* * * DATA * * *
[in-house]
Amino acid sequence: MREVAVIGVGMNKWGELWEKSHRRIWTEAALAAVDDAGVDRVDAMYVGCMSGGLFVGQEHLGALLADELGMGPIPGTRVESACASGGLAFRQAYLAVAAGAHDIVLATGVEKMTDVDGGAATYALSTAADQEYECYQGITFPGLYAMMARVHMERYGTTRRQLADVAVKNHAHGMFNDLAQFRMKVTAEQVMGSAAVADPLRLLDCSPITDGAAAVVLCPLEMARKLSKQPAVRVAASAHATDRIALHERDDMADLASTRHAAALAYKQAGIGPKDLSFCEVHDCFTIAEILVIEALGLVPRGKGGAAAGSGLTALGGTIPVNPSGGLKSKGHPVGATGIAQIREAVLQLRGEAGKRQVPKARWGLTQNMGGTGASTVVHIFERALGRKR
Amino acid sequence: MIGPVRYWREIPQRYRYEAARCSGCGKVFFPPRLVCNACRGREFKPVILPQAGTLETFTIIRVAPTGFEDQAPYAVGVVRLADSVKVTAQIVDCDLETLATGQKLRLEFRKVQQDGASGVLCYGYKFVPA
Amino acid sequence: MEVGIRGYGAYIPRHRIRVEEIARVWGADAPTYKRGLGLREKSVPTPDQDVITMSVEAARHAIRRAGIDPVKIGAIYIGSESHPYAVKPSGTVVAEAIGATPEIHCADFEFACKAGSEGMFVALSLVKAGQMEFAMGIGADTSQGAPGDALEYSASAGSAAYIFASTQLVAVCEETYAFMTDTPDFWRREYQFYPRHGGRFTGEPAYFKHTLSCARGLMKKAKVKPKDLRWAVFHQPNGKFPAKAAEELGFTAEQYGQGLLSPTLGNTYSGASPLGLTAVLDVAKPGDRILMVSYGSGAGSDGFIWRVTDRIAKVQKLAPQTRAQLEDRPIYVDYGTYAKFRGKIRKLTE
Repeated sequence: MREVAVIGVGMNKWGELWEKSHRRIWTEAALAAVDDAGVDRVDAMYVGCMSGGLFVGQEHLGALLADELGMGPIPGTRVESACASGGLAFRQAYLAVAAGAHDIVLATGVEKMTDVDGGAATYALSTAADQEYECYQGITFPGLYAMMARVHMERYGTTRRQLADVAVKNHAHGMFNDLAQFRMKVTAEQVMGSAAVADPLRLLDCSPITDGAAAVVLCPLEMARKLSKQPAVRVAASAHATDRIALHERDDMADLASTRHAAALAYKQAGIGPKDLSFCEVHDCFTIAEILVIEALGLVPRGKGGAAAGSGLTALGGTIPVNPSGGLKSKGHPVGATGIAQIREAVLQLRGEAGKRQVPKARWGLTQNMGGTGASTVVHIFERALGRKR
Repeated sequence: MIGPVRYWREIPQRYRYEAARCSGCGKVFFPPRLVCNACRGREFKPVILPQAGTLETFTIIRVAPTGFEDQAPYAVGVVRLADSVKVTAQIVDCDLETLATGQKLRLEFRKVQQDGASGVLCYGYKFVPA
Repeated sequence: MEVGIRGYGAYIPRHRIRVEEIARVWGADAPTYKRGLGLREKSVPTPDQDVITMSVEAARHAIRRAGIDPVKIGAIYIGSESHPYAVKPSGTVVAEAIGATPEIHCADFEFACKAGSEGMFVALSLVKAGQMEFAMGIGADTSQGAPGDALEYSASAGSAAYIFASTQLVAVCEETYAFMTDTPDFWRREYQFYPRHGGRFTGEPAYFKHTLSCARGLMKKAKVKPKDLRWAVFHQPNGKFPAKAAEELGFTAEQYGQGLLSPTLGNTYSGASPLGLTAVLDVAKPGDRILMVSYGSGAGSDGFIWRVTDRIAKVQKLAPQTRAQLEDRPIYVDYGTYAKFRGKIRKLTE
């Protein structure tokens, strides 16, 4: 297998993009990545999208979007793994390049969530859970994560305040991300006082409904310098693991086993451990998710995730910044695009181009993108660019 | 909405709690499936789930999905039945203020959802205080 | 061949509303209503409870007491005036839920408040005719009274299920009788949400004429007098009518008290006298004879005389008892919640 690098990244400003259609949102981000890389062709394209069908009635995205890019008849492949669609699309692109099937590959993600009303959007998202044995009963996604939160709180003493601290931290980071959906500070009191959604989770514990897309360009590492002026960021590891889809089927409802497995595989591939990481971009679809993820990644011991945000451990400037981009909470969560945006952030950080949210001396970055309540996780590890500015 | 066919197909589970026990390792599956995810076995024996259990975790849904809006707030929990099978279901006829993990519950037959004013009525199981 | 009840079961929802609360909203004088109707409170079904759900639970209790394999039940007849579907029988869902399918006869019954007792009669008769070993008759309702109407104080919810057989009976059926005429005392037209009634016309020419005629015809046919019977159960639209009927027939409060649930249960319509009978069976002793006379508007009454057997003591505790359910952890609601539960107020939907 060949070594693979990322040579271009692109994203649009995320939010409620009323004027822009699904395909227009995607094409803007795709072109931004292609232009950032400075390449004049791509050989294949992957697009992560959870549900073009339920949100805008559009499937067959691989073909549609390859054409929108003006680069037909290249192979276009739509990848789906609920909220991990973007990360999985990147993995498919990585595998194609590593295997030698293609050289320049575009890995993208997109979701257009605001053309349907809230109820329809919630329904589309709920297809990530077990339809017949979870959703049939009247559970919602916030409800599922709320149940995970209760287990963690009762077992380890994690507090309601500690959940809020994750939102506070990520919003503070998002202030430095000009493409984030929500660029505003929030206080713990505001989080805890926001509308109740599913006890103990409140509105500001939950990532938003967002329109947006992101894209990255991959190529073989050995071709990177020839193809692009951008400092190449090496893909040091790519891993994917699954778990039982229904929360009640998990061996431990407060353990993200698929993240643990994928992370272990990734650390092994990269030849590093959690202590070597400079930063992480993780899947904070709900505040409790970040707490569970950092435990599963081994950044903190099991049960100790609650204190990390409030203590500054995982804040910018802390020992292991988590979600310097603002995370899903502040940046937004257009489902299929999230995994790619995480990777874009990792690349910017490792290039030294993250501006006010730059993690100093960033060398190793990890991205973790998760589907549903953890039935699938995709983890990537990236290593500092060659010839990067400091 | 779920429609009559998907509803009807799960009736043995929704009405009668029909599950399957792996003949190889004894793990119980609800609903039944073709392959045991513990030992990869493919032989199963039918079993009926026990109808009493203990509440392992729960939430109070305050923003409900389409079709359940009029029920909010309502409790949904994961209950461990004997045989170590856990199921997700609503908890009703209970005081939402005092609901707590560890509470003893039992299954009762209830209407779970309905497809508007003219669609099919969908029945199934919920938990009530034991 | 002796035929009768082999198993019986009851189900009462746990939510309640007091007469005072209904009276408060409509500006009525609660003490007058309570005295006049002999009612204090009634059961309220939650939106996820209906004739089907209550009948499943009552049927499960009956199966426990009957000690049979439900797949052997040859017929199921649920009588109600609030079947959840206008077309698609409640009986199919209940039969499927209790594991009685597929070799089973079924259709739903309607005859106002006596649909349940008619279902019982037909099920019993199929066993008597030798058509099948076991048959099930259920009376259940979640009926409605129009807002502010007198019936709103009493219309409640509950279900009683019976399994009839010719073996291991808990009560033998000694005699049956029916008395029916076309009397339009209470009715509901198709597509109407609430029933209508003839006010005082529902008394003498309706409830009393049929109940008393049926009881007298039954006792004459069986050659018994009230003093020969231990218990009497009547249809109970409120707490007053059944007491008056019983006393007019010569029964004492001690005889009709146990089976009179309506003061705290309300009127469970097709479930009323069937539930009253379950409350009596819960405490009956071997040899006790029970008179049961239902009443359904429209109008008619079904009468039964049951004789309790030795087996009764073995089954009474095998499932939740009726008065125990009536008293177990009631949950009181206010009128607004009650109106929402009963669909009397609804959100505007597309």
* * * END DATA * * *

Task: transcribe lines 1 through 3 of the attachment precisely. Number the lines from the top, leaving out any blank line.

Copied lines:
[in-house]
Amino acid sequence: MREVAVIGVGMNKWGELWEKSHRRIWTEAALAAVDDAGVDRVDAMYVGCMSGGLFVGQEHLGALLADELGMGPIPGTRVESACASGGLAFRQAYLAVAAGAHDIVLATGVEKMTDVDGGAATYALSTAADQEYECYQGITFPGLYAMMARVHMERYGTTRRQLADVAVKNHAHGMFNDLAQFRMKVTAEQVMGSAAVADPLRLLDCSPITDGAAAVVLCPLEMARKLSKQPAVRVAASAHATDRIALHERDDMADLASTRHAAALAYKQAGIGPKDLSFCEVHDCFTIAEILVIEALGLVPRGKGGAAAGSGLTALGGTIPVNPSGGLKSKGHPVGATGIAQIREAVLQLRGEAGKRQVPKARWGLTQNMGGTGASTVVHIFERALGRKR
Amino acid sequence: MIGPVRYWREIPQRYRYEAARCSGCGKVFFPPRLVCNACRGREFKPVILPQAGTLETFTIIRVAPTGFEDQAPYAVGVVRLADSVKVTAQIVDCDLETLATGQKLRLEFRKVQQDGASGVLCYGYKFVPA